content warning: xenophobia, Islamophobia, racism
On October 7, thousands of people attended the Great Demonstration Against Racism, which was co-organized by multiple organizations, including the public group “Contre la Haine et le Racisme.” The event, initiated last year, was planned before the results of the Quebec elections came out. Following the electoral victory of the Coalition Avenir Québec (CAQ) on October 1, the march evolved into a protest against the party’s xenophobic rhetoric.
Across the province, and at McGill, people have been debating whether or not the CAQ is racist. We believe that it is justified to call the CAQ racist, as the party propagates policies that are Islamophobic and xenophobic. The CAQ has proposed reducing immigration from 50,000 to 40,000 people per year and banning religious dress for public servants.
Supporters, and even some opponents, of the CAQ argue that it is not racist to want to limit immigration, framing anti-immigration measures as “self-protection.” This construes “outsiders” as a threat to a nationalist, white, Quebecois identity. More importantly, this logic scapegoats immigrants for systemic economic problems and perpetuates discrimination against largely racialized and low-income immigrant communities. The xenophobic rhetoric that the CAQ espouses has negative effects on the daily lives of immigrants in this province. For these reasons, it is justified to call the CAQ racist.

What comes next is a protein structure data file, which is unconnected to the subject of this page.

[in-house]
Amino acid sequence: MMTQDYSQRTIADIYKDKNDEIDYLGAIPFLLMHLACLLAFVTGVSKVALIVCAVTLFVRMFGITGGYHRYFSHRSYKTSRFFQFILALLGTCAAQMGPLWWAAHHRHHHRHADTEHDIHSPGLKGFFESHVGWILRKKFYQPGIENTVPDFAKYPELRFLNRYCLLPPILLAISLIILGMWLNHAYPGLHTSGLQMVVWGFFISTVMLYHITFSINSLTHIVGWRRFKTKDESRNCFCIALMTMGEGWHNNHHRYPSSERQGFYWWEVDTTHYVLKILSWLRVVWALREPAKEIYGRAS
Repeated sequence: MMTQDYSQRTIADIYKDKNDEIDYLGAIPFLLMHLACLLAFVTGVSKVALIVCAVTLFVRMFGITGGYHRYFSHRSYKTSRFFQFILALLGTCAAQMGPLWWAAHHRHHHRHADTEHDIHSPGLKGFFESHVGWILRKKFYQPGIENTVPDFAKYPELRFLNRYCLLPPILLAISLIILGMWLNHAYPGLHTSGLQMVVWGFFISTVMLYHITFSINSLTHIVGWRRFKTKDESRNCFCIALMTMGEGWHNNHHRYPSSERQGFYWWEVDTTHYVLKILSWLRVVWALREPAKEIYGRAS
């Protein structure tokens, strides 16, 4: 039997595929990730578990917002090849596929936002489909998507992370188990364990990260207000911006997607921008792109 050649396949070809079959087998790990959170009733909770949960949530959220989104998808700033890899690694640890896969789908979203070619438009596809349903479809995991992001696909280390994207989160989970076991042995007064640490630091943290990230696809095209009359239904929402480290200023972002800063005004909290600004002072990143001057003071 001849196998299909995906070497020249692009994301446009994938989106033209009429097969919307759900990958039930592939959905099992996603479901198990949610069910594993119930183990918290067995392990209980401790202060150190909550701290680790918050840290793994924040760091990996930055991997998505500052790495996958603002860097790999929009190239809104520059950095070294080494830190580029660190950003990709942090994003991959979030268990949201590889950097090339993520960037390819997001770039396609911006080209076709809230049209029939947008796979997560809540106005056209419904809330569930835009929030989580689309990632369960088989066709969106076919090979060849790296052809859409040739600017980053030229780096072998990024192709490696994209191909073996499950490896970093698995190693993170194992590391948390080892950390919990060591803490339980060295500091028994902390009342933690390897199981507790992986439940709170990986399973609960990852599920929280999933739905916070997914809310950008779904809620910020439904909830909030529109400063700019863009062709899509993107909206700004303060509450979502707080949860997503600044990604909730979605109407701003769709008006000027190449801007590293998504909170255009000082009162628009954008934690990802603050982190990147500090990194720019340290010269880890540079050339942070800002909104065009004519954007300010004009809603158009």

Similarly, it is often argued that banning religious symbols is not racially motivated. Since the Quiet Revolution, which sparked a transition towards secularism in the province, Quebec has actively engaged in separating the Church and state. However, unlike in the sixties, “secularism” today almost exclusively targets marginalized groups. People who wear overt religious symbols are mostly of Muslim, Jewish, or Sikh faiths. The policy proposed by the CAQ forces people to choose between expressing their faith or facing economic and social consequences. Given that people of these faiths are predominantly racialized, the consequences of this policy disproportionally affect people of colour. As such, labelling the CAQ as racist is justified.
Far-right organizations and parties have shown support for the CAQ in multiple instances. A member of self-described “ultranationalist” and far-right group Storm Alliance defended the CAQ on former SSMU VP External Marina Cupido’s Facebook post, which condemned the party’s racist policies. Additionally, Marine Le Pen, leader of the far-right party Rassemblement National in France, and La Meute, an explicitly anti-immigrant and Islamophobic Quebec-based organization, issued statements in support of the CAQ. Although the CAQ has tried to distance themselves from both organizations, it does not negate the fact that far-right groups endorse each other because of their similarly racist policies. To quote a spokesperson for La Meute addressing CAQ leader Francois Legault, “if La Meute is on the cusp of racism, then you are as well, Mr. Legault.”
Defendants of the CAQ see “racist” as an insult. Calling a political party racist, however, is not an attack on their identity. It is a political statement that condemns the perpetuation of systemic injustice and oppression.
To see a photo essay from the Demonstration, go to the News section.